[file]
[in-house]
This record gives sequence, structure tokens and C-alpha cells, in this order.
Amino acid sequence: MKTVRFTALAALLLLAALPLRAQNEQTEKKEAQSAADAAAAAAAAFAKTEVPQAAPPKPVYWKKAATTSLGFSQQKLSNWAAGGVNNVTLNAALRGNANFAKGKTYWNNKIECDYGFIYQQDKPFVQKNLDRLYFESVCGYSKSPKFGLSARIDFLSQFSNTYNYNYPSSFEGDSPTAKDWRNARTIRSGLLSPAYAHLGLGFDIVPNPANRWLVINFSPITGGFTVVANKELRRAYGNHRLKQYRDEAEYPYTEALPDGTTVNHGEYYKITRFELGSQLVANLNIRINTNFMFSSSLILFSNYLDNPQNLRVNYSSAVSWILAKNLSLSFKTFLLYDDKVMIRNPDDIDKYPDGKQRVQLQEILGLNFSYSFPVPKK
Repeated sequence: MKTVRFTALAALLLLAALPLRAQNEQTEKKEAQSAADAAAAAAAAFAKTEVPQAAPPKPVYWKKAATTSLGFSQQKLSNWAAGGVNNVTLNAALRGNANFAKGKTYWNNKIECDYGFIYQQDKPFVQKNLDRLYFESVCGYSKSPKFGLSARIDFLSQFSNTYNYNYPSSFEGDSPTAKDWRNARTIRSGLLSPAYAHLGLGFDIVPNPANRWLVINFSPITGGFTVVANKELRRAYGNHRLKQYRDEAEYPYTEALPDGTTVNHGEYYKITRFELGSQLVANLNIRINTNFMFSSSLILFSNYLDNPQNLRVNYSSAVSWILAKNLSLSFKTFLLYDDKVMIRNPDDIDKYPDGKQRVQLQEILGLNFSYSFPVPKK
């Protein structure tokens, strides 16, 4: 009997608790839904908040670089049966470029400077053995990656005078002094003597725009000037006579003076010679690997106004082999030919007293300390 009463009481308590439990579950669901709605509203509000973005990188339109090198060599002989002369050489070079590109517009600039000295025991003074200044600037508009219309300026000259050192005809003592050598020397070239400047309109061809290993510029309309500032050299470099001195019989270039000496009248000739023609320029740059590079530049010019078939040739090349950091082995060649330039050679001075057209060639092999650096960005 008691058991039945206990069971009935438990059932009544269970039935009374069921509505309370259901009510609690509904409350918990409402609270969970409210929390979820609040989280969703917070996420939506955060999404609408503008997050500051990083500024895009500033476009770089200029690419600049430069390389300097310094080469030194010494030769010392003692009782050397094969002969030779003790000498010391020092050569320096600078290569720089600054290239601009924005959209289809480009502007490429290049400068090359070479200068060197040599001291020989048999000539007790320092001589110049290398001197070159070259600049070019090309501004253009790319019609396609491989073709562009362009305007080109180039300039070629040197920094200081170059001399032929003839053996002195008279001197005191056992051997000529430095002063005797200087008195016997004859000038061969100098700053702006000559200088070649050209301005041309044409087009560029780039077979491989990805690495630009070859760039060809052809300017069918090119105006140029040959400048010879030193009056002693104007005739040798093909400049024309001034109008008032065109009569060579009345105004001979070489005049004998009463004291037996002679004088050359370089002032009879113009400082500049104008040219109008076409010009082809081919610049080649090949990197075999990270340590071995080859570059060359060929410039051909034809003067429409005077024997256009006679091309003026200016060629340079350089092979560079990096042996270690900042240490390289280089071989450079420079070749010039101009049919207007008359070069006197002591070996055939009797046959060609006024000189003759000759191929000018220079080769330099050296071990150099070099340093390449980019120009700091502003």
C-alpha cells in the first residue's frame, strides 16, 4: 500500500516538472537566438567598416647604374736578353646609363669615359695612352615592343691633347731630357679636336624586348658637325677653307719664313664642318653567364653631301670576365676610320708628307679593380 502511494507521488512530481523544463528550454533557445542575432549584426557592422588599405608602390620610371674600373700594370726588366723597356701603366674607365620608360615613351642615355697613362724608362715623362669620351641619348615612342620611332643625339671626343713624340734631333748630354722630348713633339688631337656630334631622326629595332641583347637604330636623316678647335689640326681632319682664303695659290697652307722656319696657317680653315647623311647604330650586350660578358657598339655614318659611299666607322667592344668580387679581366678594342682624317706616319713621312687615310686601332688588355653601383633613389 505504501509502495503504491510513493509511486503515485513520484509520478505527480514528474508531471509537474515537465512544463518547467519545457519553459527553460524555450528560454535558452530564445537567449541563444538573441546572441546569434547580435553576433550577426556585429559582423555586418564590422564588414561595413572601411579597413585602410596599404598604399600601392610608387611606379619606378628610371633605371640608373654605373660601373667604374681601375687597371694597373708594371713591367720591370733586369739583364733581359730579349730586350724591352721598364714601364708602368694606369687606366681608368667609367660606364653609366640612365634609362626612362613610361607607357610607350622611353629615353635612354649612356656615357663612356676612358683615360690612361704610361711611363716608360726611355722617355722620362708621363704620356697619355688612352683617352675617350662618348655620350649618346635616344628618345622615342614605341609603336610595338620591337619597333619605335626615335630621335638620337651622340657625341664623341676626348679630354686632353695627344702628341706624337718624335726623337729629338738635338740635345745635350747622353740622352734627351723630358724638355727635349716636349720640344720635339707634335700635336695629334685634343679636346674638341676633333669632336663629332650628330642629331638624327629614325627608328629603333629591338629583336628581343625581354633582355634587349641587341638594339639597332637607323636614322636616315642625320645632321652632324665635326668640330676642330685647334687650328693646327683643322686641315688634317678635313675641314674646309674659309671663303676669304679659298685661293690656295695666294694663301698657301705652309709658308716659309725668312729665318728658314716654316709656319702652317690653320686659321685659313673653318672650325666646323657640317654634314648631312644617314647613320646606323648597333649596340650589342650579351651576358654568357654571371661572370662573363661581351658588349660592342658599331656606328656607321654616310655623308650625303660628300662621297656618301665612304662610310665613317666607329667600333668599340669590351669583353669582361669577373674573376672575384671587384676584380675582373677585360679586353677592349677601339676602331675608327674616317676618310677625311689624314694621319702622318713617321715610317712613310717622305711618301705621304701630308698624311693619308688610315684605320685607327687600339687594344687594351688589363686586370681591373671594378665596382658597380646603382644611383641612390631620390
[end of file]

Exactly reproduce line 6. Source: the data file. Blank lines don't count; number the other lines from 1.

C-alpha cells in the first residue's frame, strides 16, 4: 500500500516538472537566438567598416647604374736578353646609363669615359695612352615592343691633347731630357679636336624586348658637325677653307719664313664642318653567364653631301670576365676610320708628307679593380 502511494507521488512530481523544463528550454533557445542575432549584426557592422588599405608602390620610371674600373700594370726588366723597356701603366674607365620608360615613351642615355697613362724608362715623362669620351641619348615612342620611332643625339671626343713624340734631333748630354722630348713633339688631337656630334631622326629595332641583347637604330636623316678647335689640326681632319682664303695659290697652307722656319696657317680653315647623311647604330650586350660578358657598339655614318659611299666607322667592344668580387679581366678594342682624317706616319713621312687615310686601332688588355653601383633613389 505504501509502495503504491510513493509511486503515485513520484509520478505527480514528474508531471509537474515537465512544463518547467519545457519553459527553460524555450528560454535558452530564445537567449541563444538573441546572441546569434547580435553576433550577426556585429559582423555586418564590422564588414561595413572601411579597413585602410596599404598604399600601392610608387611606379619606378628610371633605371640608373654605373660601373667604374681601375687597371694597373708594371713591367720591370733586369739583364733581359730579349730586350724591352721598364714601364708602368694606369687606366681608368667609367660606364653609366640612365634609362626612362613610361607607357610607350622611353629615353635612354649612356656615357663612356676612358683615360690612361704610361711611363716608360726611355722617355722620362708621363704620356697619355688612352683617352675617350662618348655620350649618346635616344628618345622615342614605341609603336610595338620591337619597333619605335626615335630621335638620337651622340657625341664623341676626348679630354686632353695627344702628341706624337718624335726623337729629338738635338740635345745635350747622353740622352734627351723630358724638355727635349716636349720640344720635339707634335700635336695629334685634343679636346674638341676633333669632336663629332650628330642629331638624327629614325627608328629603333629591338629583336628581343625581354633582355634587349641587341638594339639597332637607323636614322636616315642625320645632321652632324665635326668640330676642330685647334687650328693646327683643322686641315688634317678635313675641314674646309674659309671663303676669304679659298685661293690656295695666294694663301698657301705652309709658308716659309725668312729665318728658314716654316709656319702652317690653320686659321685659313673653318672650325666646323657640317654634314648631312644617314647613320646606323648597333649596340650589342650579351651576358654568357654571371661572370662573363661581351658588349660592342658599331656606328656607321654616310655623308650625303660628300662621297656618301665612304662610310665613317666607329667600333668599340669590351669583353669582361669577373674573376672575384671587384676584380675582373677585360679586353677592349677601339676602331675608327674616317676618310677625311689624314694621319702622318713617321715610317712613310717622305711618301705621304701630308698624311693619308688610315684605320685607327687600339687594344687594351688589363686586370681591373671594378665596382658597380646603382644611383641612390631620390